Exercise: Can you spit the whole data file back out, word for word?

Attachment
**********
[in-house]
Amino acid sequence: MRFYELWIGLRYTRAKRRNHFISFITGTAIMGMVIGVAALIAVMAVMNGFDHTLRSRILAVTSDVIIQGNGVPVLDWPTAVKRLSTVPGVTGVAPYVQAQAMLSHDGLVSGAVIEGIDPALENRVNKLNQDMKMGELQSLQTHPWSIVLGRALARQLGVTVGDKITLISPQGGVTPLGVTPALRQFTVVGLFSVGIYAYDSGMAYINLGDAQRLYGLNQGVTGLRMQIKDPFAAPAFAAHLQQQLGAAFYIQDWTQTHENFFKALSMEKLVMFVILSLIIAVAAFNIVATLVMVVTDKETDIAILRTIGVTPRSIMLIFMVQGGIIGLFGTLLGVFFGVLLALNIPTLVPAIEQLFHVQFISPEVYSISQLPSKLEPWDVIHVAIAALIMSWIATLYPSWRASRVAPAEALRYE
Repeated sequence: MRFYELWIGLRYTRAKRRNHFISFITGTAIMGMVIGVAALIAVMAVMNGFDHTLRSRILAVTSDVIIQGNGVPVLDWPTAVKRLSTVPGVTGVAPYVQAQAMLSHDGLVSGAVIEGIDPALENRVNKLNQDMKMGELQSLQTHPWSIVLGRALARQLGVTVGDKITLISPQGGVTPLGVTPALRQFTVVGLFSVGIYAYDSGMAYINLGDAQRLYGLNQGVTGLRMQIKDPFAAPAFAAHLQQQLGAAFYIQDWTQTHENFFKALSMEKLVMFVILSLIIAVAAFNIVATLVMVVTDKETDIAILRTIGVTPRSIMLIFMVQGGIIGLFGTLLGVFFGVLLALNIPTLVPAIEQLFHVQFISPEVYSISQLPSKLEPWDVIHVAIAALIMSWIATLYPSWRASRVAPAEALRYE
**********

[in-house]
Amino acid sequence: MRFYELWIGLRYTRAKRRNHFISFITGTAIMGMVIGVAALIAVMAVMNGFDHTLRSRILAVTSDVIIQGNGVPVLDWPTAVKRLSTVPGVTGVAPYVQAQAMLSHDGLVSGAVIEGIDPALENRVNKLNQDMKMGELQSLQTHPWSIVLGRALARQLGVTVGDKITLISPQGGVTPLGVTPALRQFTVVGLFSVGIYAYDSGMAYINLGDAQRLYGLNQGVTGLRMQIKDPFAAPAFAAHLQQQLGAAFYIQDWTQTHENFFKALSMEKLVMFVILSLIIAVAAFNIVATLVMVVTDKETDIAILRTIGVTPRSIMLIFMVQGGIIGLFGTLLGVFFGVLLALNIPTLVPAIEQLFHVQFISPEVYSISQLPSKLEPWDVIHVAIAALIMSWIATLYPSWRASRVAPAEALRYE
Repeated sequence: MRFYELWIGLRYTRAKRRNHFISFITGTAIMGMVIGVAALIAVMAVMNGFDHTLRSRILAVTSDVIIQGNGVPVLDWPTAVKRLSTVPGVTGVAPYVQAQAMLSHDGLVSGAVIEGIDPALENRVNKLNQDMKMGELQSLQTHPWSIVLGRALARQLGVTVGDKITLISPQGGVTPLGVTPALRQFTVVGLFSVGIYAYDSGMAYINLGDAQRLYGLNQGVTGLRMQIKDPFAAPAFAAHLQQQLGAAFYIQDWTQTHENFFKALSMEKLVMFVILSLIIAVAAFNIVATLVMVVTDKETDIAILRTIGVTPRSIMLIFMVQGGIIGLFGTLLGVFFGVLLALNIPTLVPAIEQLFHVQFISPEVYSISQLPSKLEPWDVIHVAIAALIMSWIATLYPSWRASRVAPAEALRYE